Reset A A Font size: Print

Supreme Court, Appellate Division, Third Department, New York.



Decided: June 23, 2016

Before:  McCarthy, J.P., Rose, Devine, Clark and Aarons, JJ. Weiss, Wexler & Wornow, PC, New York City (J. Evan Perigoe of counsel), for appellant. Eric T. Schneiderman, Attorney General, New York City (Donya Fernandez of counsel), for Workers' Compensation Board, respondent.


Calendar Date:  May 27, 2016

Appeal from a decision of the Workers' Compensation Board, filed September 2, 2014, which ruled, among other things, that

claimant was entitled to temporary total disability benefits subsequent to the date of his lumbar fusion surgery.

On January 19, 2006, claimant was involved in a motor vehicle accident while driving a company vehicle during his employment.  He applied for workers' compensation benefits and his claim was established for work-related injuries to his neck, back, right shoulder and right knee.  In 2009, pursuant to a stipulation of the parties, a Workers' Compensation Law Judge (hereinafter WCLJ) ruled, among other things, that claimant was entitled to receive permanent partial disability benefits based on the schedule loss of use of his right arm and leg.  The WCLJ indicated that no further action was planned and the case was closed.

Claimant's lower back pain worsened in 2011 and he experienced a fall resulting in his hospitalization.  He had surgery on his lumbar spine on May 16, 2011 and again on July 15, 2011, both of which were covered by private insurance.1  Claimant's workers' compensation claim was subsequently reopened based on a change in his medical condition.  In March 2012, claimant's treating physician sought authorization to perform lumbar fusion surgery and, in May 2012, authorization was granted by an order of the chair of the Workers' Compensation Board.  Claimant underwent lumbar fusion surgery on May 17, 2013.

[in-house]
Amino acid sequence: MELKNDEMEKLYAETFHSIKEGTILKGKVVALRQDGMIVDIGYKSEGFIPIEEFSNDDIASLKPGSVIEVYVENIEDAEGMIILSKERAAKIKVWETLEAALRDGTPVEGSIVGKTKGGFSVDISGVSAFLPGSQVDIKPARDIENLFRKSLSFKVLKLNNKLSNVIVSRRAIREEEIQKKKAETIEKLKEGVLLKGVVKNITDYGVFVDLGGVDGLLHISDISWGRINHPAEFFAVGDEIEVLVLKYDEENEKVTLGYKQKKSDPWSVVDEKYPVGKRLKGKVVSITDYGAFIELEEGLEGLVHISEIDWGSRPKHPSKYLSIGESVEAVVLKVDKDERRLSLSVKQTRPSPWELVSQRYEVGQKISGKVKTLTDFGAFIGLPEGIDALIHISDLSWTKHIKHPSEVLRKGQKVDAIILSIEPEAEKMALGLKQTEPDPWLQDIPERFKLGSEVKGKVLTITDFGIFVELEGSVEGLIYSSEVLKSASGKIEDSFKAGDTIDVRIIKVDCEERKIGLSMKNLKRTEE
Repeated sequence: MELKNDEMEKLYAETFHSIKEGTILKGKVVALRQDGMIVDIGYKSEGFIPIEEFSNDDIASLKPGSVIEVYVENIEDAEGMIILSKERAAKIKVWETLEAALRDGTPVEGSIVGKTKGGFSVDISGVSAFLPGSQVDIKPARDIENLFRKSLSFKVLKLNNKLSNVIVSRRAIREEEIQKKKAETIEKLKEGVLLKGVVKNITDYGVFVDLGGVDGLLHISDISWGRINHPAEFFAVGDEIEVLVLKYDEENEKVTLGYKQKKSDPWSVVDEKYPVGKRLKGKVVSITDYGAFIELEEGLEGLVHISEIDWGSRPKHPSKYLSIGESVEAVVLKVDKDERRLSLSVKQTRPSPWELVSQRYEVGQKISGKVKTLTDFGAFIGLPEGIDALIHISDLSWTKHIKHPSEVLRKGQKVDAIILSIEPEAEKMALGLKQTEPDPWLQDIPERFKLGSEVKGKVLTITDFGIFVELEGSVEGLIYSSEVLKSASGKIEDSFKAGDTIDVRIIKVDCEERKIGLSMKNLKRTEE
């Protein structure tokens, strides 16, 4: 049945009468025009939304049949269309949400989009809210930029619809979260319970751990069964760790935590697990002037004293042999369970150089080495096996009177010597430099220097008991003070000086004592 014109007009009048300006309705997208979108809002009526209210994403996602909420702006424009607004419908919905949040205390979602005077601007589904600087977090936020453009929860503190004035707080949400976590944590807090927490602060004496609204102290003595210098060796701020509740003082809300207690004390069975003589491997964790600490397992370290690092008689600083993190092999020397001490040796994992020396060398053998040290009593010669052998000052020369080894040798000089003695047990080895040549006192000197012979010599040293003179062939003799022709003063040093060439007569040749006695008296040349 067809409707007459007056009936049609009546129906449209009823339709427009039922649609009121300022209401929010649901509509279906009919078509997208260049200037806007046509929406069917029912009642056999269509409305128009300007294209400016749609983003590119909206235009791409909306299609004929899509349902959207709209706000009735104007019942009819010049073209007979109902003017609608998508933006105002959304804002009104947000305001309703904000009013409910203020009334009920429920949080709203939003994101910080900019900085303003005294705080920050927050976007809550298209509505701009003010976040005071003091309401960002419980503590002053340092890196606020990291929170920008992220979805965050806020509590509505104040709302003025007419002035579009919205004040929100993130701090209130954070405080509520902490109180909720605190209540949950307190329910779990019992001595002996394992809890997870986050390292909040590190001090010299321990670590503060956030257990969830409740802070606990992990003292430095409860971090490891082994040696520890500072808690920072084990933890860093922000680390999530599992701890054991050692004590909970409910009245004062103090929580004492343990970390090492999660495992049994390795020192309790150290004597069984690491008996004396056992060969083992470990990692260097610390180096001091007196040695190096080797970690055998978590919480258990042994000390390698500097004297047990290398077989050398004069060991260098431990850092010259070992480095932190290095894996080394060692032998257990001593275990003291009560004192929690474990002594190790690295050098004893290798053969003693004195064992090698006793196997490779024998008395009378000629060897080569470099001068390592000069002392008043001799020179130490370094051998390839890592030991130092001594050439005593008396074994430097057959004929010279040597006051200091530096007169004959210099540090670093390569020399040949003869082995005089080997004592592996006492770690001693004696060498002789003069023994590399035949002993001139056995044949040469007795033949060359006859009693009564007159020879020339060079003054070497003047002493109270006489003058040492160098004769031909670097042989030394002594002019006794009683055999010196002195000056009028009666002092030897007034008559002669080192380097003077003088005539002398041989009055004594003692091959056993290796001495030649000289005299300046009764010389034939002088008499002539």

Thereafter, additional proceedings were conducted before a WCLJ, at which time the employer's workers' compensation carrier disputed the causal relationship between the accident and claimant's medical treatment following the closure of the case.  Nevertheless, without considering further evidence on this issue, the WCLJ, among other things, awarded claimant temporary total disability benefits subsequent to the date of his lumbar fusion surgery.  On appeal, the Board panel upheld the WCLJ's decision, and the carrier now appeals.

“[U]nder the Workers' Compensation Law scheme, employers are required to pay for medical treatment, procedures, devices, tests and services ․ for employees who sustain causally related injuries ‘for such period as the nature of the injury or the process of recovery may require’ ” (Matter of Kigin v State of N.Y. Workers' Compensation Bd., 109 AD3d 299, 306 [2013], affd 24 NY3d 459 [2014] [emphasis added], quoting Workers' Compensation Law § 13 [a] ).  Initially, the chair's May 2012 order authorizing claimant's surgery, which is not appealable (see Workers' Compensation Law § 23;  12 NYCRR 324.3[d][6];  325–1.4[a][8] ), is not dispositive of the issue presented here, as the controlling factor considered by the chair was whether the procedure was medically necessary (see Matter of Kigin v State of N.Y. Workers' Compensation Bd., 109 AD3d at 306;  see also 12 NYCRR 324.3[a][1], [2];  325–1.25[a][2] ), not whether the condition necessitating the procedure was causally related to the compensable accident.